Torneko: The Last Hope

   What happens when you combine the ever-popular randomly-generated dungeon concept with Japan's most successful RPG series? The result might be the charming Game Boy Color title Dragon Warrior Monsters -- or it might be Torneko: The Last Hope, a PlayStation title critically acclaimed in Japan but ultimately underwhelming.

   Torneko: The Last Hope adopts the same premise as most dungeon RPGs: working from a central town, you battle your way through a series of randomly-generated dungeons, collecting treasure and building up your stats. Like Azure Dreams, Torneko features a turn-based movement system that prevents the game from dissolving into a button-mashing fest. The monsters move one space for every step Torneko takes and remain stationary as long as Torneko does. While most enemies can be fairly easily dispatched, you'll sometimes have to devise a strategy to overcome unfavorable odds.

 Never send a gopher to do a weasel's job
Torneko the Merchant: Now with ONSTAR!

   Torneko: The Last Hope does much to streamline dungeon exploration. An auto-map superimposed over the game screen keeps track of the level layout, treasure spots, and monster positions, while a helpful run button allows Torneko to race through completed areas at near-instaneous speeds. The catchy and upbeat, albeit somewhat repetitive, score sends an adventuring mood. These features alleviate much of the "dead time" found in other dungeon RPGs; most of the time you spend adventuring is in exploring new areas, not retracing your steps through old ones.

Rally ho!
A pumice ball -- wait, that's crystal

   The title also incorporates many of the gameplay features now standard in the genre. As the player progresses, new features (such as the ability to meld items) and locations become available in town. A book in Torneko's house tabulates various statistics -- such as the highest level you've attained or the most monsters you've slain in one dungeon visit -- and the game keeps track of the highest-scoring dungeon visits you've achieved. A "mystery list" of special mini-events also awaits to be completed. To fill out the list, you'll have to see all of the game's possible scenarios, such as getting Torneko killed in every way imaginable, springing various traps, and even robbing a shopkeeper.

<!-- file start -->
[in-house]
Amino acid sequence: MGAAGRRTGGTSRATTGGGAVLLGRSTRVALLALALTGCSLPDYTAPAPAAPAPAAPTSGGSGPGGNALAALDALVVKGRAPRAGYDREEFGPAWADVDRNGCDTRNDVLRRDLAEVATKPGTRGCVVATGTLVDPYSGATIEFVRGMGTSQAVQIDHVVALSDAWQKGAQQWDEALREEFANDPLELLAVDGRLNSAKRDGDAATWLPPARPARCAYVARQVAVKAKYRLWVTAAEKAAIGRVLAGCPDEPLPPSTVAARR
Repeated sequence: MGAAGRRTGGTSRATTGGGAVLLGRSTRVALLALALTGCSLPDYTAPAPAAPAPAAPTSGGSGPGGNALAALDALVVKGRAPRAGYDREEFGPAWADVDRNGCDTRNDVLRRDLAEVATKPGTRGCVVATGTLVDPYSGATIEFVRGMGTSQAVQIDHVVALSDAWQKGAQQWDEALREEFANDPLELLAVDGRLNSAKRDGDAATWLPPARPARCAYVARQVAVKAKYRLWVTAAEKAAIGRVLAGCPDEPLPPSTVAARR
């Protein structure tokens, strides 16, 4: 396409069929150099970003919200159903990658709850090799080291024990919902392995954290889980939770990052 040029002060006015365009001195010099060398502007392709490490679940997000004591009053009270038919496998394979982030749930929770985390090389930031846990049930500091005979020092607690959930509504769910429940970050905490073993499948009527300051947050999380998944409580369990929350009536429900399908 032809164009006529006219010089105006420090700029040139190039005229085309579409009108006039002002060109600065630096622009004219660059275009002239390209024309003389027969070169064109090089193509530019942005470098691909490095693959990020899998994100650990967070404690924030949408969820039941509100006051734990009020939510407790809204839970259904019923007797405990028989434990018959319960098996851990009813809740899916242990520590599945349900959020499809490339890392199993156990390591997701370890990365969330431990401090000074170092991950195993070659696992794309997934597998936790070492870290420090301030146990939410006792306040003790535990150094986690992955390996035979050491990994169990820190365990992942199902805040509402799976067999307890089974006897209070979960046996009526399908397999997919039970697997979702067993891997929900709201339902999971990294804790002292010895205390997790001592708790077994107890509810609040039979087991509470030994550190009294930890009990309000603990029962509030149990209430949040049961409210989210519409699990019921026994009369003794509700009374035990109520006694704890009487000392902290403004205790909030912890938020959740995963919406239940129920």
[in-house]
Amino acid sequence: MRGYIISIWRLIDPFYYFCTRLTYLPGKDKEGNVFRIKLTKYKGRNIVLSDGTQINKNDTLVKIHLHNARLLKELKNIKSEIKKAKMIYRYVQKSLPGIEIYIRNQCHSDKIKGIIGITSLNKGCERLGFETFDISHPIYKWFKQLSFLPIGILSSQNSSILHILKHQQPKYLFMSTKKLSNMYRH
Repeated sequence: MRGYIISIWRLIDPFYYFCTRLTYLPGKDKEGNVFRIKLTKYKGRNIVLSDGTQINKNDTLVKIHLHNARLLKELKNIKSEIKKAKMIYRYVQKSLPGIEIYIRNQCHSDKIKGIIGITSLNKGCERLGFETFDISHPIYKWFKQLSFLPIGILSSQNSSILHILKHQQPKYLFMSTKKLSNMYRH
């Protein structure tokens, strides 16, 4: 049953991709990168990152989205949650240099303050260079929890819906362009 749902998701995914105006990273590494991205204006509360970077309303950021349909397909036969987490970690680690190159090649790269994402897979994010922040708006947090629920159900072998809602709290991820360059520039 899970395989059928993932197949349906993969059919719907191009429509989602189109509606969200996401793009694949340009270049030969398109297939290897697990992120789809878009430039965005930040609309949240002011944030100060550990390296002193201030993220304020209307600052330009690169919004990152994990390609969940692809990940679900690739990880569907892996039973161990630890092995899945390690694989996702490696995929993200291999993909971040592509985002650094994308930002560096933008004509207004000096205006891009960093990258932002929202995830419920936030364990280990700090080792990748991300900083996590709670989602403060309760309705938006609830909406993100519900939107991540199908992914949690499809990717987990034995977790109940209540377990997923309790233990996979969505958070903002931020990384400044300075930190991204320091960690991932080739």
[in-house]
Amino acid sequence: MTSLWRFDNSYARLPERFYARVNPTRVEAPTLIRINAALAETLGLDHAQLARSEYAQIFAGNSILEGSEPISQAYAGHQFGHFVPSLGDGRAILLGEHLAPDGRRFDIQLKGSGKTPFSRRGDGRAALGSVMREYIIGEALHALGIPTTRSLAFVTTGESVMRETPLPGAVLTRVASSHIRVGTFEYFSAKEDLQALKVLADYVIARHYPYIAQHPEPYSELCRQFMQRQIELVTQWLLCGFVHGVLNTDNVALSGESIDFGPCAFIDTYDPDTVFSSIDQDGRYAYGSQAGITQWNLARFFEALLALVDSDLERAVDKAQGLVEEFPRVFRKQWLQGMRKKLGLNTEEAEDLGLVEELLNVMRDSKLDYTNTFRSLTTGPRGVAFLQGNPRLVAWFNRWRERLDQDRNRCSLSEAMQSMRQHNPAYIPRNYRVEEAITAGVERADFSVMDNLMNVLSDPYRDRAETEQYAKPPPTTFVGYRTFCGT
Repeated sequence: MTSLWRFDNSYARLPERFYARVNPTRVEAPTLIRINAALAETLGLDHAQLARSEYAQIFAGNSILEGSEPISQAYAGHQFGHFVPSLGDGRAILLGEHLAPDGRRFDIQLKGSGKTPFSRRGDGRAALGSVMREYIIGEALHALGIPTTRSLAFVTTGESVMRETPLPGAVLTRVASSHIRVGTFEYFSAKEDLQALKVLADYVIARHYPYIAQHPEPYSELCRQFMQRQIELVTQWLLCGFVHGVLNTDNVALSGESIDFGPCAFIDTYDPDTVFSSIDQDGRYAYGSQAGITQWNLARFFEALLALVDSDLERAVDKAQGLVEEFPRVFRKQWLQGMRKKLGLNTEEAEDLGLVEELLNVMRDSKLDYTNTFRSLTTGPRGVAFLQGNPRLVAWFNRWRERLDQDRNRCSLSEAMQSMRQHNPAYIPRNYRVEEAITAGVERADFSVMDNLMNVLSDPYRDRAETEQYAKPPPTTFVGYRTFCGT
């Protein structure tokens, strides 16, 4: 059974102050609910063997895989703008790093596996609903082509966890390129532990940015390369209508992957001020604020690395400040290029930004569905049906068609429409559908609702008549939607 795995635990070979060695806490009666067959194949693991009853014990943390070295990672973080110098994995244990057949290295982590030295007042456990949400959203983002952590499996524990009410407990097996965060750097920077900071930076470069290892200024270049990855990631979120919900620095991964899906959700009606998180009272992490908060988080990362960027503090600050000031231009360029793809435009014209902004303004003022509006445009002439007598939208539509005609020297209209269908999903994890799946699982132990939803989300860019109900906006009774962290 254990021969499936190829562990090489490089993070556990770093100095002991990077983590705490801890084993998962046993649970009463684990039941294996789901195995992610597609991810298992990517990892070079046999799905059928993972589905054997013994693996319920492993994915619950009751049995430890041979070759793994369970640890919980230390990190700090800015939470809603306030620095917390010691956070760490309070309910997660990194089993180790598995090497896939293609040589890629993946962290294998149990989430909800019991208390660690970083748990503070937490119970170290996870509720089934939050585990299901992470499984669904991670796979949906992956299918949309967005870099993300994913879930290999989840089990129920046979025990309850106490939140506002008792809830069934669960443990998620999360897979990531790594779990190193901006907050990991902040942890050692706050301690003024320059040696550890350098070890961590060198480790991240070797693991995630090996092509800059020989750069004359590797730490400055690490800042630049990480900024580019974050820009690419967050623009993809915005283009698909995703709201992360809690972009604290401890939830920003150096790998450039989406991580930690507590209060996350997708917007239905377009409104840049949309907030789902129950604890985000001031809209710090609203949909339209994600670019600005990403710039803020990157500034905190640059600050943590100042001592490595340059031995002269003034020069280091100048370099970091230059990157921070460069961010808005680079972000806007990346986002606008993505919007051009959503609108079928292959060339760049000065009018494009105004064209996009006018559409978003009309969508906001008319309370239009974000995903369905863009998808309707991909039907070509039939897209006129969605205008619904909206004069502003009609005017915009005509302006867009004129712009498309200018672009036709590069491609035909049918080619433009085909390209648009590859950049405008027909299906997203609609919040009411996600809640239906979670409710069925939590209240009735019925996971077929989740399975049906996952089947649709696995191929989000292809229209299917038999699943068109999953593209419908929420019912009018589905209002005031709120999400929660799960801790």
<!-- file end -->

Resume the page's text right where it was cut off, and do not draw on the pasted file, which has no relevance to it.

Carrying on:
Despite these interesting quirks, The Last Hope's core gameplay remains terminally unrewarding. Torneko loses all his experience points and much of his loot whenever he leaves a dungeon, meaning there's little opportunity for character advancement. The records that the game keeps provide only the most superficial sense of accomplishment; for the most part, Torneko: The Last Hope lacks any sense of progress. Not only does Torneko never get more powerful, the challenges he faces remain essentially the same throughout the entire game. Indeed, it's not clear at all what's supposed to be the meat of the game.

 Clay fighter, clay clay fighter
Kick 'em, punch 'em, they don't care

   The game is successful in at one least one venture, establishing a fresh art style that isn't neon anime super-deformation or plastic-like CG. The Last Hope's clay graphics are both likable and memorable, and the comical opening FMV is actually the game's brightest point. Dragon Warrior fans may also enjoy the numerous homages to the rest of the series -- though Dragon Warrior Monsters offers a substantially more rewarding game with its tribute.

   Torneko: The Last Hope isn't offensively bad in the way that The Legend of Dragoon is; it just fails to be entertaining. While the game isn't completely without enjoyable moments, the amount of unrewarding repetition between them makes them far from worth effort to reach. Games are supposed to be fun, but Torneko: The Last Hope isn't.

Review by Fritz Fraundorf, GIA.
Torneko: The Last Hope
Developer Chun Soft
Publisher Enix
Genre Traditional RPG
Medium CD-ROM (1)
Platform Sony PlayStation
Release Date  09.15.99
Enix confirms Torneko: The Last Hope release date
39 screenshots
11 designs and models / 7 scenes
North American box art